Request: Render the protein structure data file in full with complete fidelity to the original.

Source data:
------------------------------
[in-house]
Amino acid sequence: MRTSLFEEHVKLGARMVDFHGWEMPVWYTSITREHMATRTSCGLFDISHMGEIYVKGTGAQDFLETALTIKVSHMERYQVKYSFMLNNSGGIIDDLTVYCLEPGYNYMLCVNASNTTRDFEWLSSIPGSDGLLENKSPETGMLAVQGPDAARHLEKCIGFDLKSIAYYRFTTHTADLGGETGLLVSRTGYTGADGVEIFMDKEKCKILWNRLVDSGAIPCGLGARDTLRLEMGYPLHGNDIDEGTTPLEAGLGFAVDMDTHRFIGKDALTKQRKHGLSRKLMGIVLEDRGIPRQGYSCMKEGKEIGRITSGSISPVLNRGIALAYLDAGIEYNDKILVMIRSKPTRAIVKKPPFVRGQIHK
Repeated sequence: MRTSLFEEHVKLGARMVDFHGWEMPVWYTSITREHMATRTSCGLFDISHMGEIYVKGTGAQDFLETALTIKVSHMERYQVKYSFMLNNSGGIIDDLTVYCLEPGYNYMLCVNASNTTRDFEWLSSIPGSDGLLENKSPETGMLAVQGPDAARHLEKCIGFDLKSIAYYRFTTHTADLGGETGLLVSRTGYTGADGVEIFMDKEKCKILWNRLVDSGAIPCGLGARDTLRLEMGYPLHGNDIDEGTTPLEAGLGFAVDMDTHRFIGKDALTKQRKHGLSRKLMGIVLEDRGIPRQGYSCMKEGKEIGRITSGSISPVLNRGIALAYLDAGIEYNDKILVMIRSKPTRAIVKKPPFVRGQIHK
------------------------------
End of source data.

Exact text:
[in-house]
Amino acid sequence: MRTSLFEEHVKLGARMVDFHGWEMPVWYTSITREHMATRTSCGLFDISHMGEIYVKGTGAQDFLETALTIKVSHMERYQVKYSFMLNNSGGIIDDLTVYCLEPGYNYMLCVNASNTTRDFEWLSSIPGSDGLLENKSPETGMLAVQGPDAARHLEKCIGFDLKSIAYYRFTTHTADLGGETGLLVSRTGYTGADGVEIFMDKEKCKILWNRLVDSGAIPCGLGARDTLRLEMGYPLHGNDIDEGTTPLEAGLGFAVDMDTHRFIGKDALTKQRKHGLSRKLMGIVLEDRGIPRQGYSCMKEGKEIGRITSGSISPVLNRGIALAYLDAGIEYNDKILVMIRSKPTRAIVKKPPFVRGQIHK
Repeated sequence: MRTSLFEEHVKLGARMVDFHGWEMPVWYTSITREHMATRTSCGLFDISHMGEIYVKGTGAQDFLETALTIKVSHMERYQVKYSFMLNNSGGIIDDLTVYCLEPGYNYMLCVNASNTTRDFEWLSSIPGSDGLLENKSPETGMLAVQGPDAARHLEKCIGFDLKSIAYYRFTTHTADLGGETGLLVSRTGYTGADGVEIFMDKEKCKILWNRLVDSGAIPCGLGARDTLRLEMGYPLHGNDIDEGTTPLEAGLGFAVDMDTHRFIGKDALTKQRKHGLSRKLMGIVLEDRGIPRQGYSCMKEGKEIGRITSGSISPVLNRGIALAYLDAGIEYNDKILVMIRSKPTRAIVKKPPFVRGQIHK